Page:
-v ~/.local/share/containers:/var/lib/containers \
    registry.gitlab.com/cki-project/containers/buildah:latest \
    cki_build_image.sh

This will mount the current directory as /code inside the container, and call cki_build_image.sh with the correct IMAGE_NAME environment variable. Additionally, it will share the container storage of your local user in ~/.local/share/containers with the container. In this way, the resulting container image will be available on the host as well.

If you cannot see the container images generated inside the container on your host system, check store.GraphDriverName returned from buildah info inside and outside the buildah container. If your host system uses a different graph driver (e.g. vfs), you can force buildah inside the container to use the same driver via additionally passing -e "STORAGE_DRIVER=vfs" to the podman command line above.

Building via GitLab

The cki-lib repository contains common GitLab CI building blocks for building container images via the cki-common.yml include file.

It can be included in .gitlab-ci.yml with something like

include:
  - project: cki-project/cki-lib
    file: .gitlab/ci_templates/cki-common.yml

It provides the following job templates for container image building:

  • .publish: publish a container image named after the project (CI_PROJECT_NAME)
  • .publish_job: publish a container image named after the job (CI_JOB_NAME)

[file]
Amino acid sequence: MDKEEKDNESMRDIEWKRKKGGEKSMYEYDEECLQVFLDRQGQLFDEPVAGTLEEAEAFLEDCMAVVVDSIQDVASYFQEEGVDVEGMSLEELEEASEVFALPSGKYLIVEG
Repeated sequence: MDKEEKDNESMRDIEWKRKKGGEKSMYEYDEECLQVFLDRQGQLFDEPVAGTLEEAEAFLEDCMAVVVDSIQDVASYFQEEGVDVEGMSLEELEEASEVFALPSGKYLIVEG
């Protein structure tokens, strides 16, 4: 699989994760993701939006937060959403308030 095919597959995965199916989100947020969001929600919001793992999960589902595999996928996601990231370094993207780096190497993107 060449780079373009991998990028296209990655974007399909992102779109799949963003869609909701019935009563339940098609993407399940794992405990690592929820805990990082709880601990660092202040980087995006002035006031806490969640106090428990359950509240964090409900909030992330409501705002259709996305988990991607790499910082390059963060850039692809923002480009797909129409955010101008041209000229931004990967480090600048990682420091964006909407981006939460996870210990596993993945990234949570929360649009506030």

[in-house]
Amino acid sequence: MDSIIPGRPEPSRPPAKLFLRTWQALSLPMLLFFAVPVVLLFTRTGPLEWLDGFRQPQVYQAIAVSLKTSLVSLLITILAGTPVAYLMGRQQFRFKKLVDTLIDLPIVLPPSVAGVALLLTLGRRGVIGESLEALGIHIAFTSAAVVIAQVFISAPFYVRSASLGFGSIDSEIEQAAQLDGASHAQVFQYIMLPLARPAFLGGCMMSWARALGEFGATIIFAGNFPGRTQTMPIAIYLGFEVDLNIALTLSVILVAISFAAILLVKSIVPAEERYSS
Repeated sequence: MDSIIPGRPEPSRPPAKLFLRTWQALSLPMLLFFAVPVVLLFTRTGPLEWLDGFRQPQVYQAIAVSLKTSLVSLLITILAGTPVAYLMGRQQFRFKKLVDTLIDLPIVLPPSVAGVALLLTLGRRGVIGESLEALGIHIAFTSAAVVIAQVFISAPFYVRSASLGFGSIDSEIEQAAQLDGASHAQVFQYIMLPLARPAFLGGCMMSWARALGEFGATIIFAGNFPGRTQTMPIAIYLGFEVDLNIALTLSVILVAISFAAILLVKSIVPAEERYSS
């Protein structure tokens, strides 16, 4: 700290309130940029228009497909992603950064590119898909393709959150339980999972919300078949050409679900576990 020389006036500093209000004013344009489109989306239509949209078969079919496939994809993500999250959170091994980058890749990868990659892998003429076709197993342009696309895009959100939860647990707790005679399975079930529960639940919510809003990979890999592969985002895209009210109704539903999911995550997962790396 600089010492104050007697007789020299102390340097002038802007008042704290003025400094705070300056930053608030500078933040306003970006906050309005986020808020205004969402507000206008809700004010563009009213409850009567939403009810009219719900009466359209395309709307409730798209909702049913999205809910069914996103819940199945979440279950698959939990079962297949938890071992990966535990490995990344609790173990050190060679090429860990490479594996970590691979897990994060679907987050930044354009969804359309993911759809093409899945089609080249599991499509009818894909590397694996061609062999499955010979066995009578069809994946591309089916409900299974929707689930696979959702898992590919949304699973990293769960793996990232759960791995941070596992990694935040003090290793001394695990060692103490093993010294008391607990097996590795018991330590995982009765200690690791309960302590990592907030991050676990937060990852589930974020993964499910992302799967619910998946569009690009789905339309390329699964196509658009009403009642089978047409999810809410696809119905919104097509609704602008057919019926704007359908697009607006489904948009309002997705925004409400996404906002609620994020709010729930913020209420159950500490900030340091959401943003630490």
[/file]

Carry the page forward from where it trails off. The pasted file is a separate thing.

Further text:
• .tag: tag a container image with git-<12345678>, mr-<123>, <tag> and latest as appropriate
  • .deploy_production: manual job to tag a container image with production and deploy into the production environment
  • .deploy_production_image: as above, but for custom image names
  • .deploy_production_tag: manual job to tag the current git commit as production, this needs a GITLAB_JOB_DEPLOY_PRODUCTION_ACCESS_TOKEN deployment token with repo write access
  • .deploy_mr: manual job to tag a container image with mr-<123> and deploy into a testing environment
  • .deploy_mr_image: as above, but for custom image names
  • .stop_mr: stop job for the testing environments

Tags and environments

Depending on the kind of GitLab pipeline where container images are built, the images are tagged with various tags:

tag/pipeline default branch tag merge request
p-123456 always always always
git-1234abcd on success on success on success
latest on success
tag on success
mr-123 on success

For all pipelines, the p-123456 tag will always be available independent of whether the testing passes. All other tags will only be pushed after testing passed sucessfully.

Additionally, pipeline jobs that deploy into an environment can be added to a project.

For deployments to the production environment, container images are tagged with production. This job will run automatically on the default branch, but is also be available for manual execution on other pipelines.

For deployments into dynamic review environments per merge request, container images are tagged with mr-123. This job is only available for manual execution in merge request pipelines.

All deployment jobs only tag the container images. The actual deployment of these images needs to happen elsewhere.

Single container image per repository

To publish and tag a container image named after the project, and (optionally) create production and review environments, add the following jobs to .gitlab-ci.yml:

publish:
  extends: .publish

tag:
  extends: .tag

deploy-production:
  extends: .deploy_production

deploy-mr:
  extends: .deploy_mr

stop-mr:
  extends: [deploy-mr, .stop_mr]

Multiple container images per repository

If multiple container images should be built, add multiple container image build files in builds/. As more jobs are needed, the .gitlab-ci.yml jobs get slightly more complicated 🙈.